why does there occurs the repulsion between same charges?
The atomic or ionic radius actually is a product of two factors, one of which is electron-electron repulsion. [ The other is attraction between the nucleus and the outermost electron.
We often talk about Zeff, the effective nuclear charge, which is the charge the outermost electron would "see" the nucleus have when all of the repulsion between electrons is taken into account.
A simple set of
rules, called Slater's rules, gives s decent approximation of Zeff.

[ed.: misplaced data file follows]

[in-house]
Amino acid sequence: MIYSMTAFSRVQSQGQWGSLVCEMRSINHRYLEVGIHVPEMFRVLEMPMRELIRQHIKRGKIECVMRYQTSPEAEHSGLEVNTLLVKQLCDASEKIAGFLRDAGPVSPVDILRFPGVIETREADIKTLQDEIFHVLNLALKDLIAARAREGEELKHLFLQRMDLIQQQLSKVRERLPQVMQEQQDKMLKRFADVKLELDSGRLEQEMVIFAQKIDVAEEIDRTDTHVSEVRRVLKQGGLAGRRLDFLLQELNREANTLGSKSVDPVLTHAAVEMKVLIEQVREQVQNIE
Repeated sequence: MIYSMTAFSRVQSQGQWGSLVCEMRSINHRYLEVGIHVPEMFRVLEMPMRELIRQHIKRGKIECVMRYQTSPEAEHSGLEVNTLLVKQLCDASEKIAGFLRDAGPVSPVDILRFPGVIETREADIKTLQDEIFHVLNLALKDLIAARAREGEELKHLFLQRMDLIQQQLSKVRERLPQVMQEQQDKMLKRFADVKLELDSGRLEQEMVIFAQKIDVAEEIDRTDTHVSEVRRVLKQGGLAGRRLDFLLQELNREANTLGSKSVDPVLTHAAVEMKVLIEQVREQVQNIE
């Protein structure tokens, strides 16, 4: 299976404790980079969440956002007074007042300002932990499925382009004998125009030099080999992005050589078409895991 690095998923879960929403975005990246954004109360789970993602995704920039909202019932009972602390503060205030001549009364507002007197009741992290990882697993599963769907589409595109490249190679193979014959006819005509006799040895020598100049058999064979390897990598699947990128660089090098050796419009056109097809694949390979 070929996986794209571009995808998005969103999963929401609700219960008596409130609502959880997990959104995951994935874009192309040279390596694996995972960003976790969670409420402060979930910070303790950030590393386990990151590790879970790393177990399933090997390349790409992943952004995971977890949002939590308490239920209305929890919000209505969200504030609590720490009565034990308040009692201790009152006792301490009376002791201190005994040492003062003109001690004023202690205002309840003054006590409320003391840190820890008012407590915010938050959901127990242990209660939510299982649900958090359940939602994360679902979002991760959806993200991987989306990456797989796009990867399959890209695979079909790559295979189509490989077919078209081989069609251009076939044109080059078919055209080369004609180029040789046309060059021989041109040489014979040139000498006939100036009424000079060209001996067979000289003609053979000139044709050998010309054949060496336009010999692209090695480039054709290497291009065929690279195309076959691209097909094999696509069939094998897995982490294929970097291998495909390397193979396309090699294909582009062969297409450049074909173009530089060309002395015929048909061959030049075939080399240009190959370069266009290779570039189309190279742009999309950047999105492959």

The bottom line, any time we are talking about attraction or repulsion, is Coulomb's law.
F = Qq1q2 / d^2
The force of attraction or repulsion is given by a constant times the magnitudes of the charges divided by the distance between them squared.
So, finally, for your question. Electron-electron repulsion occurs between any two electrons in the atom. The amount of repulsion depends on the distances between them. The amount of repulsion experienced by the outermost electron, compared to the attraction the electron feels for the nucleus, dictates the distance between them and hence the atomic or ionic radius.
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